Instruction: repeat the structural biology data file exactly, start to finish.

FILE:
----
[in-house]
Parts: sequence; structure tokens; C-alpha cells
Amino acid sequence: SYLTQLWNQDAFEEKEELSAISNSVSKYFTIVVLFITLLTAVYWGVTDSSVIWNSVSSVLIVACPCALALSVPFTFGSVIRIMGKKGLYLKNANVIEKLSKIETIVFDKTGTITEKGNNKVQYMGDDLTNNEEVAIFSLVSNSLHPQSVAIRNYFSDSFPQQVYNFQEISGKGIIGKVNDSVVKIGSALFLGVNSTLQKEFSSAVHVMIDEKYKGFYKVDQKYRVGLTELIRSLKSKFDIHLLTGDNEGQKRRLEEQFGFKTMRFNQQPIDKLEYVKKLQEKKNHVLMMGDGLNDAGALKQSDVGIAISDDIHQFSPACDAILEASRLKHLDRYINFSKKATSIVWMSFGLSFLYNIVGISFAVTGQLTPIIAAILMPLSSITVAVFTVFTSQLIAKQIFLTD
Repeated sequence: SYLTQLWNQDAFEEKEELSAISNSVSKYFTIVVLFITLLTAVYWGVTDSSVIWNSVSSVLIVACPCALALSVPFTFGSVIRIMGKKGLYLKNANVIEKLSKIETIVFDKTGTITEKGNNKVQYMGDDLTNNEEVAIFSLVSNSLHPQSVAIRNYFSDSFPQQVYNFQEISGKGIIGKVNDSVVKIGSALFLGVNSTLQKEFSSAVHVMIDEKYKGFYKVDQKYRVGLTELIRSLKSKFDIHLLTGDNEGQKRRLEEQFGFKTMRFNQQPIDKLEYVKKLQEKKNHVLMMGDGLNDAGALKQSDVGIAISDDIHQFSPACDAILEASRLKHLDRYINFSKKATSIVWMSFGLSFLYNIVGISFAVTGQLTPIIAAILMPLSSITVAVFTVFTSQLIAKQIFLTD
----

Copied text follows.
[in-house]
Parts: sequence; structure tokens; C-alpha cells
Amino acid sequence: SYLTQLWNQDAFEEKEELSAISNSVSKYFTIVVLFITLLTAVYWGVTDSSVIWNSVSSVLIVACPCALALSVPFTFGSVIRIMGKKGLYLKNANVIEKLSKIETIVFDKTGTITEKGNNKVQYMGDDLTNNEEVAIFSLVSNSLHPQSVAIRNYFSDSFPQQVYNFQEISGKGIIGKVNDSVVKIGSALFLGVNSTLQKEFSSAVHVMIDEKYKGFYKVDQKYRVGLTELIRSLKSKFDIHLLTGDNEGQKRRLEEQFGFKTMRFNQQPIDKLEYVKKLQEKKNHVLMMGDGLNDAGALKQSDVGIAISDDIHQFSPACDAILEASRLKHLDRYINFSKKATSIVWMSFGLSFLYNIVGISFAVTGQLTPIIAAILMPLSSITVAVFTVFTSQLIAKQIFLTD
Repeated sequence: SYLTQLWNQDAFEEKEELSAISNSVSKYFTIVVLFITLLTAVYWGVTDSSVIWNSVSSVLIVACPCALALSVPFTFGSVIRIMGKKGLYLKNANVIEKLSKIETIVFDKTGTITEKGNNKVQYMGDDLTNNEEVAIFSLVSNSLHPQSVAIRNYFSDSFPQQVYNFQEISGKGIIGKVNDSVVKIGSALFLGVNSTLQKEFSSAVHVMIDEKYKGFYKVDQKYRVGLTELIRSLKSKFDIHLLTGDNEGQKRRLEEQFGFKTMRFNQQPIDKLEYVKKLQEKKNHVLMMGDGLNDAGALKQSDVGIAISDDIHQFSPACDAILEASRLKHLDRYINFSKKATSIVWMSFGLSFLYNIVGISFAVTGQLTPIIAAILMPLSSITVAVFTVFTSQLIAKQIFLTD